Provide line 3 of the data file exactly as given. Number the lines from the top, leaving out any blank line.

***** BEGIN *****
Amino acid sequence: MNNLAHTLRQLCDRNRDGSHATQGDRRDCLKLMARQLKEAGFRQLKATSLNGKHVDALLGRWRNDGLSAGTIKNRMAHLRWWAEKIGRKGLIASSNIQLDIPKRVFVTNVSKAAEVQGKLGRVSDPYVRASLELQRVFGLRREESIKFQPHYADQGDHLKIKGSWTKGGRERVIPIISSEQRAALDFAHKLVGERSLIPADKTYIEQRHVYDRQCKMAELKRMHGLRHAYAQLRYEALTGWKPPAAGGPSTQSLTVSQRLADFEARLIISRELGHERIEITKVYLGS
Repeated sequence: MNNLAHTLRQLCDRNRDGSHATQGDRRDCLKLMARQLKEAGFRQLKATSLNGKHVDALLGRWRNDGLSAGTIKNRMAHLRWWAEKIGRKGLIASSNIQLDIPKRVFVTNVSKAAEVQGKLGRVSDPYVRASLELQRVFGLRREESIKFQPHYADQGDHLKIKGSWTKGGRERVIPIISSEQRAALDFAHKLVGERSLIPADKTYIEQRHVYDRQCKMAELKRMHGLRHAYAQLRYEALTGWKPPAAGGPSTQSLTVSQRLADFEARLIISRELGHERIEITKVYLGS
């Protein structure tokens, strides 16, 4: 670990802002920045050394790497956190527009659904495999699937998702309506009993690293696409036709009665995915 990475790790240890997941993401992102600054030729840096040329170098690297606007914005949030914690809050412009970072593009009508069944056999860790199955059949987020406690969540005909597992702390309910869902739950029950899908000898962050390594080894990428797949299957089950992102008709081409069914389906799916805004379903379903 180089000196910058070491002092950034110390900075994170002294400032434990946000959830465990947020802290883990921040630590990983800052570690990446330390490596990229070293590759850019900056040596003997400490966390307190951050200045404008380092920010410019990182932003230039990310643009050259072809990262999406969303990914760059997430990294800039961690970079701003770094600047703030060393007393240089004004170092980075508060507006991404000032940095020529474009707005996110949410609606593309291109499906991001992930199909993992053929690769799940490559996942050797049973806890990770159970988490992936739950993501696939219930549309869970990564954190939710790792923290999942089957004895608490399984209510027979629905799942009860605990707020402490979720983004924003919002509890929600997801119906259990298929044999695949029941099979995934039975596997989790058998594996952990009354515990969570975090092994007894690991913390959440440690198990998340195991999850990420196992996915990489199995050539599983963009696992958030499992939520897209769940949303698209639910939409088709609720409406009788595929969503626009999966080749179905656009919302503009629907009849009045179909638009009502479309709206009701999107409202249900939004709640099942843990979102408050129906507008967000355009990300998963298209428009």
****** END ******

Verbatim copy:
């Protein structure tokens, strides 16, 4: 670990802002920045050394790497956190527009659904495999699937998702309506009993690293696409036709009665995915 990475790790240890997941993401992102600054030729840096040329170098690297606007914005949030914690809050412009970072593009009508069944056999860790199955059949987020406690969540005909597992702390309910869902739950029950899908000898962050390594080894990428797949299957089950992102008709081409069914389906799916805004379903379903 180089000196910058070491002092950034110390900075994170002294400032434990946000959830465990947020802290883990921040630590990983800052570690990446330390490596990229070293590759850019900056040596003997400490966390307190951050200045404008380092920010410019990182932003230039990310643009050259072809990262999406969303990914760059997430990294800039961690970079701003770094600047703030060393007393240089004004170092980075508060507006991404000032940095020529474009707005996110949410609606593309291109499906991001992930199909993992053929690769799940490559996942050797049973806890990770159970988490992936739950993501696939219930549309869970990564954190939710790792923290999942089957004895608490399984209510027979629905799942009860605990707020402490979720983004924003919002509890929600997801119906259990298929044999695949029941099979995934039975596997989790058998594996952990009354515990969570975090092994007894690991913390959440440690198990998340195991999850990420196992996915990489199995050539599983963009696992958030499992939520897209769940949303698209639910939409088709609720409406009788595929969503626009999966080749179905656009919302503009629907009849009045179909638009009502479309709206009701999107409202249900939004709640099942843990979102408050129906507008967000355009990300998963298209428009």